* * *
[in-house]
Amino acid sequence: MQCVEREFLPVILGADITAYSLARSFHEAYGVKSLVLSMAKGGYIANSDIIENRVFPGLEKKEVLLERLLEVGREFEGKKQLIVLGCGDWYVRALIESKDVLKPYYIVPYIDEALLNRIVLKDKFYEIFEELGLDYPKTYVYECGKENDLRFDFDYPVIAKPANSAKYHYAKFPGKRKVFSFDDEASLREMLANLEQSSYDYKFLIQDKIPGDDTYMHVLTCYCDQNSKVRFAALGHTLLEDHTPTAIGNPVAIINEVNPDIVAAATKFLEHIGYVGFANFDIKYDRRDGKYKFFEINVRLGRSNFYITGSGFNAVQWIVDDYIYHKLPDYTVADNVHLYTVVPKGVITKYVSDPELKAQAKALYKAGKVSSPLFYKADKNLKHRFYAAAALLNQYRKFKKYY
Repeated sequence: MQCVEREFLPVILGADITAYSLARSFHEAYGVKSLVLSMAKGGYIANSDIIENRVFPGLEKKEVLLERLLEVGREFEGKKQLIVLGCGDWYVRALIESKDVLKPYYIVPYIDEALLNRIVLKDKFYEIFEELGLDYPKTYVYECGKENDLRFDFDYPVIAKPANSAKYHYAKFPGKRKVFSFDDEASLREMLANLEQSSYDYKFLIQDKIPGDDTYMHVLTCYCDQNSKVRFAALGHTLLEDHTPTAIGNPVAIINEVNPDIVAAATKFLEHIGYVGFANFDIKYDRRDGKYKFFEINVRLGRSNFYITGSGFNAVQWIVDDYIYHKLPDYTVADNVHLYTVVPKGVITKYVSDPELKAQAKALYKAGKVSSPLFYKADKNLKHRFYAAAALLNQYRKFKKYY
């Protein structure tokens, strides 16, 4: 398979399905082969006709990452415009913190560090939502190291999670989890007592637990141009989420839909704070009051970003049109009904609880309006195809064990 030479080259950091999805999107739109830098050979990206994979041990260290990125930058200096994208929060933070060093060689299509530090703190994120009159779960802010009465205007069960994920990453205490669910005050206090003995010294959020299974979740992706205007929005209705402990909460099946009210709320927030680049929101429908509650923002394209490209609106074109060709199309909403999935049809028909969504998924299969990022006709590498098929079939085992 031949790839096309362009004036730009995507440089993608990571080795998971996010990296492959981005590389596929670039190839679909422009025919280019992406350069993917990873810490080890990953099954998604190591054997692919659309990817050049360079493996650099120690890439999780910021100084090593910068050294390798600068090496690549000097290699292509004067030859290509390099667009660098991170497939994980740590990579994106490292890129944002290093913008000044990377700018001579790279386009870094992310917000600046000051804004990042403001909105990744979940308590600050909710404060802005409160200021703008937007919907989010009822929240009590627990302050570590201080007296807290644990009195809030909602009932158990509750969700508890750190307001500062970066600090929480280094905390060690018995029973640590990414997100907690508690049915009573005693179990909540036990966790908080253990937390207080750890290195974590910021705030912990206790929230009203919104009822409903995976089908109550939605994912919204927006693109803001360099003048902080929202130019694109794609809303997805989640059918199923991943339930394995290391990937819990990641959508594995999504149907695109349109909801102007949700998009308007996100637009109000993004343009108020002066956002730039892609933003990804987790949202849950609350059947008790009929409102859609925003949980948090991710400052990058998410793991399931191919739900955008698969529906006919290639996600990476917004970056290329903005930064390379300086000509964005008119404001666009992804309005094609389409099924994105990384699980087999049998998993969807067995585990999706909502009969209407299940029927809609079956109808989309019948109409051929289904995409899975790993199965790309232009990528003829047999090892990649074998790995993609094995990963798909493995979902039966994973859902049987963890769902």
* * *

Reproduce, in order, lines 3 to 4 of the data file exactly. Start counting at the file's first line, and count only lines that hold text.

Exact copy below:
Repeated sequence: MQCVEREFLPVILGADITAYSLARSFHEAYGVKSLVLSMAKGGYIANSDIIENRVFPGLEKKEVLLERLLEVGREFEGKKQLIVLGCGDWYVRALIESKDVLKPYYIVPYIDEALLNRIVLKDKFYEIFEELGLDYPKTYVYECGKENDLRFDFDYPVIAKPANSAKYHYAKFPGKRKVFSFDDEASLREMLANLEQSSYDYKFLIQDKIPGDDTYMHVLTCYCDQNSKVRFAALGHTLLEDHTPTAIGNPVAIINEVNPDIVAAATKFLEHIGYVGFANFDIKYDRRDGKYKFFEINVRLGRSNFYITGSGFNAVQWIVDDYIYHKLPDYTVADNVHLYTVVPKGVITKYVSDPELKAQAKALYKAGKVSSPLFYKADKNLKHRFYAAAALLNQYRKFKKYY
């Protein structure tokens, strides 16, 4: 398979399905082969006709990452415009913190560090939502190291999670989890007592637990141009989420839909704070009051970003049109009904609880309006195809064990 030479080259950091999805999107739109830098050979990206994979041990260290990125930058200096994208929060933070060093060689299509530090703190994120009159779960802010009465205007069960994920990453205490669910005050206090003995010294959020299974979740992706205007929005209705402990909460099946009210709320927030680049929101429908509650923002394209490209609106074109060709199309909403999935049809028909969504998924299969990022006709590498098929079939085992 031949790839096309362009004036730009995507440089993608990571080795998971996010990296492959981005590389596929670039190839679909422009025919280019992406350069993917990873810490080890990953099954998604190591054997692919659309990817050049360079493996650099120690890439999780910021100084090593910068050294390798600068090496690549000097290699292509004067030859290509390099667009660098991170497939994980740590990579994106490292890129944002290093913008000044990377700018001579790279386009870094992310917000600046000051804004990042403001909105990744979940308590600050909710404060802005409160200021703008937007919907989010009822929240009590627990302050570590201080007296807290644990009195809030909602009932158990509750969700508890750190307001500062970066600090929480280094905390060690018995029973640590990414997100907690508690049915009573005693179990909540036990966790908080253990937390207080750890290195974590910021705030912990206790929230009203919104009822409903995976089908109550939605994912919204927006693109803001360099003048902080929202130019694109794609809303997805989640059918199923991943339930394995290391990937819990990641959508594995999504149907695109349109909801102007949700998009308007996100637009109000993004343009108020002066956002730039892609933003990804987790949202849950609350059947008790009929409102859609925003949980948090991710400052990058998410793991399931191919739900955008698969529906006919290639996600990476917004970056290329903005930064390379300086000509964005008119404001666009992804309005094609389409099924994105990384699980087999049998998993969807067995585990999706909502009969209407299940029927809609079956109808989309019948109409051929289904995409899975790993199965790309232009990528003829047999090892990649074998790995993609094995990963798909493995979902039966994973859902049987963890769902």